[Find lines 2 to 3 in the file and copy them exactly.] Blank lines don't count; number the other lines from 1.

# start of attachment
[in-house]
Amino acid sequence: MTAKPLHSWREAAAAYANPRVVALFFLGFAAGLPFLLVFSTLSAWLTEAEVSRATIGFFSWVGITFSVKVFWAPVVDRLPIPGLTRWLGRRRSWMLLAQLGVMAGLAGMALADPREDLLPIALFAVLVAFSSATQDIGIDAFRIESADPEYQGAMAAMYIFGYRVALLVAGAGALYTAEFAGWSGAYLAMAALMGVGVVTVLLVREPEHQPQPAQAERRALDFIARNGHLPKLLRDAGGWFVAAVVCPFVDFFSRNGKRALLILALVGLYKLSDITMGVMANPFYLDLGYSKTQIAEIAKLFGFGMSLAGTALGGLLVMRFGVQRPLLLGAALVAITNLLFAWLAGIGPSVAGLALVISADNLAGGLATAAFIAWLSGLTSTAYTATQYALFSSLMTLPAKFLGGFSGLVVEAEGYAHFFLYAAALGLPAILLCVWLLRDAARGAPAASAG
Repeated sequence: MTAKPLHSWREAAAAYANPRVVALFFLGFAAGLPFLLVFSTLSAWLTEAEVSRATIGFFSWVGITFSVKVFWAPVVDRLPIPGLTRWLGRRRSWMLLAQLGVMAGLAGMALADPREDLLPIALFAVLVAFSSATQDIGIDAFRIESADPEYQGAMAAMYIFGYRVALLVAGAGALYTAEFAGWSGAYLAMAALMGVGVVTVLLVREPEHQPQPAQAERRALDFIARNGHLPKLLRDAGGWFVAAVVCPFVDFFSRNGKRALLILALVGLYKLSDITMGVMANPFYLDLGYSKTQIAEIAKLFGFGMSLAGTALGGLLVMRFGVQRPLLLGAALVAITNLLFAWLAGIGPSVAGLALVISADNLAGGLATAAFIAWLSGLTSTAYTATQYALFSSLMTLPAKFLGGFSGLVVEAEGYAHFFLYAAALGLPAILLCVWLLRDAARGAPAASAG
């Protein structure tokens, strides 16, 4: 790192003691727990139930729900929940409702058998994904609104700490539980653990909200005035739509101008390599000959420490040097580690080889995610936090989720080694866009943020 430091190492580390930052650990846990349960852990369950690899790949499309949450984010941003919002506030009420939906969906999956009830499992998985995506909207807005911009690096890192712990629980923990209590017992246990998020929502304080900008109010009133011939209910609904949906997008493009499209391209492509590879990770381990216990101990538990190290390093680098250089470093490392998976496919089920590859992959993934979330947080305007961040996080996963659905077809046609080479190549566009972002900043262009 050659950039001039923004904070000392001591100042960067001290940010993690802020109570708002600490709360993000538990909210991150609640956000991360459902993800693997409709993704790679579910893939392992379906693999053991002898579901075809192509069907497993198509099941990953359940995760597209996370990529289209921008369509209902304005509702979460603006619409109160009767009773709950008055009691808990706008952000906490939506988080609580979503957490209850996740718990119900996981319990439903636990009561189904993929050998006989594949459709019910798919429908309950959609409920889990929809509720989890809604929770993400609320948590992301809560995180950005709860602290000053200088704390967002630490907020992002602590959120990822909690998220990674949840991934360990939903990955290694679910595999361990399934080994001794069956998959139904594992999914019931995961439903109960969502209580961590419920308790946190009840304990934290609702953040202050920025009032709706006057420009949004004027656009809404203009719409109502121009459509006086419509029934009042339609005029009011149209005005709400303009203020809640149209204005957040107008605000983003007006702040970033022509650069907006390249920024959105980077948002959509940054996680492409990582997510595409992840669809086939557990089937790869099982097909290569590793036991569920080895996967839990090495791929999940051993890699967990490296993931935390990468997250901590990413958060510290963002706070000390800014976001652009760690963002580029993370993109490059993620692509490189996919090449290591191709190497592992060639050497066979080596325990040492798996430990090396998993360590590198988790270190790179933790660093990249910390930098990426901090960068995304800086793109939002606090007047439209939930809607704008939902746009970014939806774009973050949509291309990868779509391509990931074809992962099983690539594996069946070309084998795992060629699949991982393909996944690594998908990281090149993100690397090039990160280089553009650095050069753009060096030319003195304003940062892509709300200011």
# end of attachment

Amino acid sequence: MTAKPLHSWREAAAAYANPRVVALFFLGFAAGLPFLLVFSTLSAWLTEAEVSRATIGFFSWVGITFSVKVFWAPVVDRLPIPGLTRWLGRRRSWMLLAQLGVMAGLAGMALADPREDLLPIALFAVLVAFSSATQDIGIDAFRIESADPEYQGAMAAMYIFGYRVALLVAGAGALYTAEFAGWSGAYLAMAALMGVGVVTVLLVREPEHQPQPAQAERRALDFIARNGHLPKLLRDAGGWFVAAVVCPFVDFFSRNGKRALLILALVGLYKLSDITMGVMANPFYLDLGYSKTQIAEIAKLFGFGMSLAGTALGGLLVMRFGVQRPLLLGAALVAITNLLFAWLAGIGPSVAGLALVISADNLAGGLATAAFIAWLSGLTSTAYTATQYALFSSLMTLPAKFLGGFSGLVVEAEGYAHFFLYAAALGLPAILLCVWLLRDAARGAPAASAG
Repeated sequence: MTAKPLHSWREAAAAYANPRVVALFFLGFAAGLPFLLVFSTLSAWLTEAEVSRATIGFFSWVGITFSVKVFWAPVVDRLPIPGLTRWLGRRRSWMLLAQLGVMAGLAGMALADPREDLLPIALFAVLVAFSSATQDIGIDAFRIESADPEYQGAMAAMYIFGYRVALLVAGAGALYTAEFAGWSGAYLAMAALMGVGVVTVLLVREPEHQPQPAQAERRALDFIARNGHLPKLLRDAGGWFVAAVVCPFVDFFSRNGKRALLILALVGLYKLSDITMGVMANPFYLDLGYSKTQIAEIAKLFGFGMSLAGTALGGLLVMRFGVQRPLLLGAALVAITNLLFAWLAGIGPSVAGLALVISADNLAGGLATAAFIAWLSGLTSTAYTATQYALFSSLMTLPAKFLGGFSGLVVEAEGYAHFFLYAAALGLPAILLCVWLLRDAARGAPAASAG